But... I hated it. I hated every minute of it. I dreaded every feed. I was sore, I was so tired, I was so uncomfortable in the way I had to hold Isaac to make sure he was comfortable. I kept telling myself it would get easier, and I'm sure it probably would have, but by the time I got to the Mother Baby Unit I had had enough. I told my psychiatrist and the midwives many things I thought I would never say out loud. The fact that I hated breastfeeding and wanted to stop, was one of them. At the end of the day, weaning from breastfeeding was the best possible outcome, as I was able to be put on whatever medications I needed to, without the worry of them being transferred to Isaac, as he had already been exposed to my anti-anxiety medication both during pregnancy and through breastfeeding. I expected to be judged by the midwives and pushed into continuing, but that wasn't the case at all. They talked me through weaning and what I would need to do while my psychiatrist discussed medication options with me. I was able to express quite a lot of milk during that weaning period (a "fast" wean was done over around four days) so all in all, I breastfed Isaac for four weeks, and was able to give him an occasional bottle of breastmilk that I had expressed during the time I was weaning for a few weeks after that and I still have some frozen reserves to use up. I did the best I could, and I am still coming to terms with something I thought I would do no matter what. However, Isaac is thriving on formula just as he would be on breast milk. The relief I felt when Reid was able to do a feed, or my Mum, or my sister - it was such a big deal to me. I bonded more with Isaac when I started bottle feeding him than I ever did while breast feeding and while I still struggle with the guilt of not being able to breastfeed, I know it was the best decision. Although, the first few weeks of Isaac being on formula were hell for me. He was a very "windy" baby, and would just scream in pain usually from around 5pm until 9 or 10pm. I know compared to some babies, this is mild, but it was so hard for me, not being able to settle him no matter what I did. The midwives offered us some excellent tips, and assured us that it wasn't necessarily the formula doing this - breastfed babies can be just as unsettled and suffer with wind pain. Of course I found this hard to take in, and just assumed it was my fault for not being able to breastfeed anymore.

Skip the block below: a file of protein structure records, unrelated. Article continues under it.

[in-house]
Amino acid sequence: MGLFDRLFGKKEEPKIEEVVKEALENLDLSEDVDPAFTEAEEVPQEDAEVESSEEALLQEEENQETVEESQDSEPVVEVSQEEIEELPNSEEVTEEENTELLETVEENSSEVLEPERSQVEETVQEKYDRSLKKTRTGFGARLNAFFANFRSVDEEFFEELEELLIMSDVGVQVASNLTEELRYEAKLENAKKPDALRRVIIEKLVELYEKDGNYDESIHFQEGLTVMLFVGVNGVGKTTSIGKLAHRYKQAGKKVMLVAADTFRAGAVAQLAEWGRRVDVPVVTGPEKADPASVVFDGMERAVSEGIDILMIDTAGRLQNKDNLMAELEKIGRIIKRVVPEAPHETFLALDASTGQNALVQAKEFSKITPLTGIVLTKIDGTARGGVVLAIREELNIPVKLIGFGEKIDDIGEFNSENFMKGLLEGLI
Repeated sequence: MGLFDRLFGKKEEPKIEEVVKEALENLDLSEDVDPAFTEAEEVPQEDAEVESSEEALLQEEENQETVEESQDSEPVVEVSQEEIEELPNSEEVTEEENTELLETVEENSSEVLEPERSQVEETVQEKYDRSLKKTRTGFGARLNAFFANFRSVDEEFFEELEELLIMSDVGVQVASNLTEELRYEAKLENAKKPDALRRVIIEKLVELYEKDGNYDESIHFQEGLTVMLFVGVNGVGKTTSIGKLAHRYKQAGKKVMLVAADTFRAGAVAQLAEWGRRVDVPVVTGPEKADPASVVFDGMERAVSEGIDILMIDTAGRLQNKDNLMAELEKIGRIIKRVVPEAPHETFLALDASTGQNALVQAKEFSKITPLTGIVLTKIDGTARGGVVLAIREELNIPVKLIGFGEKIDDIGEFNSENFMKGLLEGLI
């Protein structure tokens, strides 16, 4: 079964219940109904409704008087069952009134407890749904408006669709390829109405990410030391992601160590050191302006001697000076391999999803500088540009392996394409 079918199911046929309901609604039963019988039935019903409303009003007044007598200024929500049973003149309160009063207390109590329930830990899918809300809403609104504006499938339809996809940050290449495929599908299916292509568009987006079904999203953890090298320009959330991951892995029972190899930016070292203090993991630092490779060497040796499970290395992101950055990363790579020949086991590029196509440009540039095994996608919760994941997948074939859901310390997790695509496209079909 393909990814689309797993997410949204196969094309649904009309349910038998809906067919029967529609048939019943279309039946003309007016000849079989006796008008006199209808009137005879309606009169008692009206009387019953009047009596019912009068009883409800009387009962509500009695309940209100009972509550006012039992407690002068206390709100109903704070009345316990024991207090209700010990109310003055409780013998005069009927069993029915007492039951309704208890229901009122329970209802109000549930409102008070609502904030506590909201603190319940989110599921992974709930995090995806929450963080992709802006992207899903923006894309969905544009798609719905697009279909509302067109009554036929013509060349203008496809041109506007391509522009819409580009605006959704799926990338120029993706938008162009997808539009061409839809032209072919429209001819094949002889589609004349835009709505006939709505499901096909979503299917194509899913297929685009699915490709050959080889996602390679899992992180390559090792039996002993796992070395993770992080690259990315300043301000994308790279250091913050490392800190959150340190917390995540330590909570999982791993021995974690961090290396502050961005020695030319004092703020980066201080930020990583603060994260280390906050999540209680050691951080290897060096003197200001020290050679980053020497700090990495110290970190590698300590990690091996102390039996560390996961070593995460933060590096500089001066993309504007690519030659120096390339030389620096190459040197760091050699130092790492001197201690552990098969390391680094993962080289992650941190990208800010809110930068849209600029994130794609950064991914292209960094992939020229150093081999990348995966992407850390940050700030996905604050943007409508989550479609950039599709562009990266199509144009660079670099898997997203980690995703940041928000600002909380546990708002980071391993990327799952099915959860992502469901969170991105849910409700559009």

Over the next few weeks, not only was I weaning from breastfeeding which was painful both physically and emotionally, but I was weaning off the medication I had been taking for over four years which had some incredibly awful side effects, mostly in the form of an even more intense depression. I was started on a new antidepressant, as well as something to try to help with my crippling anxiety. I had to get out of the hospital for half an hour a day at least, and this became almost impossible for me. I spent a lot of time in a local park, just walking around and around, staring at the time until the 30 minutes was up. I would almost run back to the hospital and then have a panic attack on arrival. After a lot of discussion about this with my psychiatrist a diagnosis of agoraphobia was discussed. I came to realise that I was terrified to see people I knew in the state I was in. Sure, I am open about my mental health and postnatal depression is no different, but it was just so clear that I wasn't coping. I wasn't wearing makeup, I was wearing the most daggy clothes I owned, I was always as white as a ghost, I could barely keep a conversation going and I was just so tired. I would go outside and see people living their normal lives. Talking on their phones, dressed in work attire - and then there was me. Lost. I literally had no idea who I was anymore. This new identity had crept up so suddenly and I couldn't adjust. I was used to being in the workforce, chatting with my colleagues all day, getting work done, coming home and relaxing with Reid - and now I was a dishevelled, depressed, anxious wreck, responsible for keeping a tiny human alive. And quite honestly, I just wanted to go back. As much as I loved Isaac, I just couldn't imagine ever feeling "normal" again, and that terrified me beyond belief. The only people I was comfortable to see on a regular basis was Reid, my Mum, my sister and my brother-in-law (he popped in almost daily to make me a coffee and have a chat - it seriously meant so much to me and helped me feel semi-myself).